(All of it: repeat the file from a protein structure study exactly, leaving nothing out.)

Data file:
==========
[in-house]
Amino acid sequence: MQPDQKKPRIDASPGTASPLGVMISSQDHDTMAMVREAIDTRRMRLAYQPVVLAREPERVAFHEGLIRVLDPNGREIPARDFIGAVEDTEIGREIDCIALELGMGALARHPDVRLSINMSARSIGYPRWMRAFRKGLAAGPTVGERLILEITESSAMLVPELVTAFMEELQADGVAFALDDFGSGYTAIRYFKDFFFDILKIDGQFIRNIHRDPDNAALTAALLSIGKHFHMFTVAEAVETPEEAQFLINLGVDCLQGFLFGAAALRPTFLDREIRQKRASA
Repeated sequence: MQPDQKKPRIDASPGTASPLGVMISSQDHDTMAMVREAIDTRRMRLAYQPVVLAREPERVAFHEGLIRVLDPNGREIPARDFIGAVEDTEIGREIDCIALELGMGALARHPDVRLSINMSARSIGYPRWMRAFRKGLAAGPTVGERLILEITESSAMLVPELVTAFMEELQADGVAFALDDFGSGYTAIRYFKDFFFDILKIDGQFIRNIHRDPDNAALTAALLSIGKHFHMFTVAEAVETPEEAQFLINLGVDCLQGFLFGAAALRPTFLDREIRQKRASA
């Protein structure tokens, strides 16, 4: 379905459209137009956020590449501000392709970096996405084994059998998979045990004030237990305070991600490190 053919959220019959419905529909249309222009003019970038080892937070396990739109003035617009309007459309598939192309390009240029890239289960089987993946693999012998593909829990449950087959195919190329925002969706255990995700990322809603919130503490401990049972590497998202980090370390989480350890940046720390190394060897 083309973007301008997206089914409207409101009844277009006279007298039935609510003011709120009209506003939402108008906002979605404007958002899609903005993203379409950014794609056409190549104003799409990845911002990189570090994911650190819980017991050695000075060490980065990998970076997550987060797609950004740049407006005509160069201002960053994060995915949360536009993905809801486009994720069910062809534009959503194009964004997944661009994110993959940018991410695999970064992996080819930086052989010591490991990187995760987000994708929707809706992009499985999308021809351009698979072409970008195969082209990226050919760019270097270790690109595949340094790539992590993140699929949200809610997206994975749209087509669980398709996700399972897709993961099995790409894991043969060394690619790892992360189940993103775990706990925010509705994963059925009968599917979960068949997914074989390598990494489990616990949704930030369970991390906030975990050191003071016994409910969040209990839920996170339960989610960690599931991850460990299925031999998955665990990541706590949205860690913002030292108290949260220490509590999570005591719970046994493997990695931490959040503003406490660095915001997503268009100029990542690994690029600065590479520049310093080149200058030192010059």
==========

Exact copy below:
[in-house]
Amino acid sequence: MQPDQKKPRIDASPGTASPLGVMISSQDHDTMAMVREAIDTRRMRLAYQPVVLAREPERVAFHEGLIRVLDPNGREIPARDFIGAVEDTEIGREIDCIALELGMGALARHPDVRLSINMSARSIGYPRWMRAFRKGLAAGPTVGERLILEITESSAMLVPELVTAFMEELQADGVAFALDDFGSGYTAIRYFKDFFFDILKIDGQFIRNIHRDPDNAALTAALLSIGKHFHMFTVAEAVETPEEAQFLINLGVDCLQGFLFGAAALRPTFLDREIRQKRASA
Repeated sequence: MQPDQKKPRIDASPGTASPLGVMISSQDHDTMAMVREAIDTRRMRLAYQPVVLAREPERVAFHEGLIRVLDPNGREIPARDFIGAVEDTEIGREIDCIALELGMGALARHPDVRLSINMSARSIGYPRWMRAFRKGLAAGPTVGERLILEITESSAMLVPELVTAFMEELQADGVAFALDDFGSGYTAIRYFKDFFFDILKIDGQFIRNIHRDPDNAALTAALLSIGKHFHMFTVAEAVETPEEAQFLINLGVDCLQGFLFGAAALRPTFLDREIRQKRASA
């Protein structure tokens, strides 16, 4: 379905459209137009956020590449501000392709970096996405084994059998998979045990004030237990305070991600490190 053919959220019959419905529909249309222009003019970038080892937070396990739109003035617009309007459309598939192309390009240029890239289960089987993946693999012998593909829990449950087959195919190329925002969706255990995700990322809603919130503490401990049972590497998202980090370390989480350890940046720390190394060897 083309973007301008997206089914409207409101009844277009006279007298039935609510003011709120009209506003939402108008906002979605404007958002899609903005993203379409950014794609056409190549104003799409990845911002990189570090994911650190819980017991050695000075060490980065990998970076997550987060797609950004740049407006005509160069201002960053994060995915949360536009993905809801486009994720069910062809534009959503194009964004997944661009994110993959940018991410695999970064992996080819930086052989010591490991990187995760987000994708929707809706992009499985999308021809351009698979072409970008195969082209990226050919760019270097270790690109595949340094790539992590993140699929949200809610997206994975749209087509669980398709996700399972897709993961099995790409894991043969060394690619790892992360189940993103775990706990925010509705994963059925009968599917979960068949997914074989390598990494489990616990949704930030369970991390906030975990050191003071016994409910969040209990839920996170339960989610960690599931991850460990299925031999998955665990990541706590949205860690913002030292108290949260220490509590999570005591719970046994493997990695931490959040503003406490660095915001997503268009100029990542690994690029600065590479520049310093080149200058030192010059």